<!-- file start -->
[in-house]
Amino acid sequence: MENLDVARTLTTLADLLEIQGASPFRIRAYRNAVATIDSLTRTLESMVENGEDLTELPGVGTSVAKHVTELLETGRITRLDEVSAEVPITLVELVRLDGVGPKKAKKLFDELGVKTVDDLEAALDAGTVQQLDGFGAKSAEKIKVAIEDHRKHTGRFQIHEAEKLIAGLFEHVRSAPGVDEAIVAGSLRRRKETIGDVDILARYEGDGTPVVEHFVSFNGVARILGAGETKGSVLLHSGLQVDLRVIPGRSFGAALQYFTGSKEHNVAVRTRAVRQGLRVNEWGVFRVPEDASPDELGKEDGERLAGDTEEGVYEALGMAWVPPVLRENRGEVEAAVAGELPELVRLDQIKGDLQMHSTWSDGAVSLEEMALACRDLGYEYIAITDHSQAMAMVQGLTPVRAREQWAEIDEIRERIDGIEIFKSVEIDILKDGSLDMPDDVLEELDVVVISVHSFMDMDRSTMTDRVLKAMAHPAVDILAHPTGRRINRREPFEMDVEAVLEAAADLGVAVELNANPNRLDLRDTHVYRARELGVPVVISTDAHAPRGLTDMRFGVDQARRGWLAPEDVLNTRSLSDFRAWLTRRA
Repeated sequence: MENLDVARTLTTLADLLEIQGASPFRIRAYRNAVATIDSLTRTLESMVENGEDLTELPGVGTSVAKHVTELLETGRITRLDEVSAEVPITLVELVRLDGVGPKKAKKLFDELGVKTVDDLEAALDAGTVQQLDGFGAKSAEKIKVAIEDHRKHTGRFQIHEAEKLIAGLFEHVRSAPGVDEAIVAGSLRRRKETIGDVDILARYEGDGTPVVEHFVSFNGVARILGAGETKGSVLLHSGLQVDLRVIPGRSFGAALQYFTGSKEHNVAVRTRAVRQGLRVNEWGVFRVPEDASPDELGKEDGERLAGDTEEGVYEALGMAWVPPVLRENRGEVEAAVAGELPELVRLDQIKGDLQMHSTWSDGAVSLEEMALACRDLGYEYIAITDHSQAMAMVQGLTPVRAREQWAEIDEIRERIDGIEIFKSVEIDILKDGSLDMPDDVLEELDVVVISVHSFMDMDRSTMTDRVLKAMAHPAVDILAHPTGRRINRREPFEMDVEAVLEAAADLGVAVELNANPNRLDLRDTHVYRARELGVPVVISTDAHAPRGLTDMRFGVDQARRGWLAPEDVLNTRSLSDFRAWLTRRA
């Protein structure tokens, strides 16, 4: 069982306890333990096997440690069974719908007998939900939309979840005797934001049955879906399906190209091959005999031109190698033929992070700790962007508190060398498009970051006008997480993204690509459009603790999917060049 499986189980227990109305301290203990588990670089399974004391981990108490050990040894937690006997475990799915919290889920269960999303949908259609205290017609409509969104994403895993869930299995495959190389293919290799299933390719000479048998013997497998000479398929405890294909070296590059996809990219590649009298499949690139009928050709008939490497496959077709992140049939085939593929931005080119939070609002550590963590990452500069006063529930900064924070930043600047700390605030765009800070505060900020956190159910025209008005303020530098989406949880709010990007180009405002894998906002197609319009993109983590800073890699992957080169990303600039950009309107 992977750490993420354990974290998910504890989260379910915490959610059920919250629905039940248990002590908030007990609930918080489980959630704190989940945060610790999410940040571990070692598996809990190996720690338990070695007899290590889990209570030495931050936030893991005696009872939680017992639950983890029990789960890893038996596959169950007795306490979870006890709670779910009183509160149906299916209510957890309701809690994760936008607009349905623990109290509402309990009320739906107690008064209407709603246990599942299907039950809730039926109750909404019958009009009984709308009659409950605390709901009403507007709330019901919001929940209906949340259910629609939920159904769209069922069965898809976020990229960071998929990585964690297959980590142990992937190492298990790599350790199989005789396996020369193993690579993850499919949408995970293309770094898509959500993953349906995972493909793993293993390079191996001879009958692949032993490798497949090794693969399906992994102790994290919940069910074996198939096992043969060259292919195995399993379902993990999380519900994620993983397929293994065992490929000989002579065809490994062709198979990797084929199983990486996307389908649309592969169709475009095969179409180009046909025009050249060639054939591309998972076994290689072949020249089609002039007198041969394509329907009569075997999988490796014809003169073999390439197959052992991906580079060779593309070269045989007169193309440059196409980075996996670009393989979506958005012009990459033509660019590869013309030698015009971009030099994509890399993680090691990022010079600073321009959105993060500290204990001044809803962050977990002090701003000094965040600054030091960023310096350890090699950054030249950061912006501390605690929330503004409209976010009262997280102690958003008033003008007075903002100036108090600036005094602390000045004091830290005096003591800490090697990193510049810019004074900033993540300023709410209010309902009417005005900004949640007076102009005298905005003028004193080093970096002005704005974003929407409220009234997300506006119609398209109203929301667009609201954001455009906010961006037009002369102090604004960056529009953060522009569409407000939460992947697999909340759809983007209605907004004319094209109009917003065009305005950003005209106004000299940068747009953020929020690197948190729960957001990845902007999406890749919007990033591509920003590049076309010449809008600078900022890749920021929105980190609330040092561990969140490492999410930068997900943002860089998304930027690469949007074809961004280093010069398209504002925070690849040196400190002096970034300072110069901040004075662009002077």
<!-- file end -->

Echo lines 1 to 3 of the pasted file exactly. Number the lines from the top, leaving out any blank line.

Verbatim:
[in-house]
Amino acid sequence: MENLDVARTLTTLADLLEIQGASPFRIRAYRNAVATIDSLTRTLESMVENGEDLTELPGVGTSVAKHVTELLETGRITRLDEVSAEVPITLVELVRLDGVGPKKAKKLFDELGVKTVDDLEAALDAGTVQQLDGFGAKSAEKIKVAIEDHRKHTGRFQIHEAEKLIAGLFEHVRSAPGVDEAIVAGSLRRRKETIGDVDILARYEGDGTPVVEHFVSFNGVARILGAGETKGSVLLHSGLQVDLRVIPGRSFGAALQYFTGSKEHNVAVRTRAVRQGLRVNEWGVFRVPEDASPDELGKEDGERLAGDTEEGVYEALGMAWVPPVLRENRGEVEAAVAGELPELVRLDQIKGDLQMHSTWSDGAVSLEEMALACRDLGYEYIAITDHSQAMAMVQGLTPVRAREQWAEIDEIRERIDGIEIFKSVEIDILKDGSLDMPDDVLEELDVVVISVHSFMDMDRSTMTDRVLKAMAHPAVDILAHPTGRRINRREPFEMDVEAVLEAAADLGVAVELNANPNRLDLRDTHVYRARELGVPVVISTDAHAPRGLTDMRFGVDQARRGWLAPEDVLNTRSLSDFRAWLTRRA
Repeated sequence: MENLDVARTLTTLADLLEIQGASPFRIRAYRNAVATIDSLTRTLESMVENGEDLTELPGVGTSVAKHVTELLETGRITRLDEVSAEVPITLVELVRLDGVGPKKAKKLFDELGVKTVDDLEAALDAGTVQQLDGFGAKSAEKIKVAIEDHRKHTGRFQIHEAEKLIAGLFEHVRSAPGVDEAIVAGSLRRRKETIGDVDILARYEGDGTPVVEHFVSFNGVARILGAGETKGSVLLHSGLQVDLRVIPGRSFGAALQYFTGSKEHNVAVRTRAVRQGLRVNEWGVFRVPEDASPDELGKEDGERLAGDTEEGVYEALGMAWVPPVLRENRGEVEAAVAGELPELVRLDQIKGDLQMHSTWSDGAVSLEEMALACRDLGYEYIAITDHSQAMAMVQGLTPVRAREQWAEIDEIRERIDGIEIFKSVEIDILKDGSLDMPDDVLEELDVVVISVHSFMDMDRSTMTDRVLKAMAHPAVDILAHPTGRRINRREPFEMDVEAVLEAAADLGVAVELNANPNRLDLRDTHVYRARELGVPVVISTDAHAPRGLTDMRFGVDQARRGWLAPEDVLNTRSLSDFRAWLTRRA